Some of these cases went to court and initially the judges felt that a solid institution like a bank would do nothing illegal. Some of the attorneys who made this point were declared to be in “contempt,” and were disbarred. Eventually after a large number of cases were determined in favor of the banks the evidence of their wrongdoing was acknowledged by the Courts. Whether the disbarred lawyers got their licenses back I don’t know, but the banks were severely fined for wrongdoing and the illegal foreclosing ended leaving a lot of people living in homes for which they were not paying.

 

The problem was left up in the air. As long as the people living in these homes paid their property taxes no one could legally disposes them even if they never made another house payment on the mortgage. Most of the Hedge Funds had gone bankrupt; they didn’t own enough of any property to foreclose on it. Of course no one knew which properties these were and which actually had owners of the mortgages. Some of the banks had owned some of the Hedge Funds.

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What generally happened across the nation from that point in time on was interesting. Numerous individuals, generally not being employed, no longer paid their mortgages. If they were reemployed or eventually got a job they still did not make payments. Why bother? No one had foreclosed on them. In essence these people now had extra cash which they tended to spend. Suddenly, among other things, eating out with their families became very popular. A good part of their housing funds were being spent. The National Cash Flow or the amount of money available in the general society increased with all this spending and it helped keep the level of national unemployment to no higher than ten percent. This was an interesting irony that was initially funded by the banks but ultimately payed by the taxpayers in the bail outs.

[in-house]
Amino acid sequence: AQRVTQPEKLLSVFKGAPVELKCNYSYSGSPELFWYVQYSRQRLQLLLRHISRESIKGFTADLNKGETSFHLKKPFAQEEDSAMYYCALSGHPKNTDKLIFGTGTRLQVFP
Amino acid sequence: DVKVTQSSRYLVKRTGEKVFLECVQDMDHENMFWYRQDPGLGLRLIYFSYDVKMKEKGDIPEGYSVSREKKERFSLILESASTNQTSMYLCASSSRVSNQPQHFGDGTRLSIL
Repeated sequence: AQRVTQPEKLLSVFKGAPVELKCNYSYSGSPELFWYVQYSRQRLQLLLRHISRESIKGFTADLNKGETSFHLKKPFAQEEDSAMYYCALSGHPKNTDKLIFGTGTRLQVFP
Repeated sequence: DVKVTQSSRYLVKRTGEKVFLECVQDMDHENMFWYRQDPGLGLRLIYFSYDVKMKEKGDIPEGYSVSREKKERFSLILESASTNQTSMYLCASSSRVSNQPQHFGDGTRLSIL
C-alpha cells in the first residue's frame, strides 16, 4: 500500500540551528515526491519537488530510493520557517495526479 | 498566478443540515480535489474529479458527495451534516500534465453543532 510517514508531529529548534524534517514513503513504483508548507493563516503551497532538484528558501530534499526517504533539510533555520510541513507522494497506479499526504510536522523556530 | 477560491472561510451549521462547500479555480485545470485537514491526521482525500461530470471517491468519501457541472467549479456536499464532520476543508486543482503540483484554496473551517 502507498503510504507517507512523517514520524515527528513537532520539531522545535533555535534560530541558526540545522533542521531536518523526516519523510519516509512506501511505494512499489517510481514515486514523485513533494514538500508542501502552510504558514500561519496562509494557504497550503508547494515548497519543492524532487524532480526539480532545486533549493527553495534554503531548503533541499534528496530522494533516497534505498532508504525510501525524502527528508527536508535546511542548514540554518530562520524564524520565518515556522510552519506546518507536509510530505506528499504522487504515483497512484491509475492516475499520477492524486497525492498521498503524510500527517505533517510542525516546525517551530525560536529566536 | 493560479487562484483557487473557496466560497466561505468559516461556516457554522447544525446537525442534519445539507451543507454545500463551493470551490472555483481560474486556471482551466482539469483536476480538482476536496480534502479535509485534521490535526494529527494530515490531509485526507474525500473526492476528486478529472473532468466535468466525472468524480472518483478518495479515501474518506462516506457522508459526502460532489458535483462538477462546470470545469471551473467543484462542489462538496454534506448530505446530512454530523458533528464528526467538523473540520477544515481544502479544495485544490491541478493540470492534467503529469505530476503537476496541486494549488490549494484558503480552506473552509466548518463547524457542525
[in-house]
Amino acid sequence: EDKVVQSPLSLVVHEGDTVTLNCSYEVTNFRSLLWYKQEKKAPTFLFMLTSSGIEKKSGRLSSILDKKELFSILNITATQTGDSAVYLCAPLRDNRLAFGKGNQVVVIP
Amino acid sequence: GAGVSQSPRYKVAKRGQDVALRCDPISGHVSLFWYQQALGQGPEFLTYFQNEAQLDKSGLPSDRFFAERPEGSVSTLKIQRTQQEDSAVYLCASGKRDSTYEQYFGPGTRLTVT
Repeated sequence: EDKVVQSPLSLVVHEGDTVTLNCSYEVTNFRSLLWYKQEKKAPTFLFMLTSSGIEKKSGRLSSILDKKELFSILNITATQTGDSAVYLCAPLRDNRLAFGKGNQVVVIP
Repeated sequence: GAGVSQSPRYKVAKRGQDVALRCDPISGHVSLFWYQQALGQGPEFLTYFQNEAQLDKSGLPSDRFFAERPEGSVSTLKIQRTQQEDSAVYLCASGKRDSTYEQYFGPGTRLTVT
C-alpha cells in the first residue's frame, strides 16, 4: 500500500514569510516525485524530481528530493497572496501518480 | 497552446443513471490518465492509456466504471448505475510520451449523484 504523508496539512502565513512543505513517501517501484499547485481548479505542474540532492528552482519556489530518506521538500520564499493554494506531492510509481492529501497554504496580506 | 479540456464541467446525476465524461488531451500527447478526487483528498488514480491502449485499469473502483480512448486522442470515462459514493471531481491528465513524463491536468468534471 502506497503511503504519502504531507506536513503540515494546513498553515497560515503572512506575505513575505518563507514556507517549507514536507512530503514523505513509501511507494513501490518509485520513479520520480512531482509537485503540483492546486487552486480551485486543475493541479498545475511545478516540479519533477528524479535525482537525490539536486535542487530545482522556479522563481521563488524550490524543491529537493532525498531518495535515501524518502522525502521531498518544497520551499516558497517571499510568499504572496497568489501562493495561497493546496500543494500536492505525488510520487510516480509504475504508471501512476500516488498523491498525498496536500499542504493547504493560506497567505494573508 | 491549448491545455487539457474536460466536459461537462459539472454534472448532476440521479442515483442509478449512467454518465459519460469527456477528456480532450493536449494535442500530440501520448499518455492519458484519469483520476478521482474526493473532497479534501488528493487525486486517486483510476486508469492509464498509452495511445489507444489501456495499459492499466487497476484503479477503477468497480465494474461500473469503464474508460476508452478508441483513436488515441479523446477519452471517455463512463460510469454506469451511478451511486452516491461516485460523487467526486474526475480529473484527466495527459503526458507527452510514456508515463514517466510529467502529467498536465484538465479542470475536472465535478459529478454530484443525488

Had the House and Senate passed the Infrastructure Bill that President Barack Obama suggested then the overall effects of the Great Recession would have disappeared by the end of his first term in office and the country would have dropped to a 2 ½ percent unemployment level which is considered full employment because it is the rate generated by people normally retiring, changing jobs, and first entering employment.

 

The result would have been more taxes being paid which would have largely offset the increased government spending. But the Republicans dominated House of Representatives was penny smart and dollar stupid. By forcing down government expenditure they also cut down the Gross National Product (GDP) and shrank taxable income throughout the United States, keeping unemployment higher.

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On August 25, 2009, President Barack Obama announced he would nominate Bernanke to a second term as the Chairman of the Federal Reserve. He stated, with Ben Bernanke standing at his side that Bernanke’s background, temperament, courage and creativity helped to prevent another Great Depression in 2008.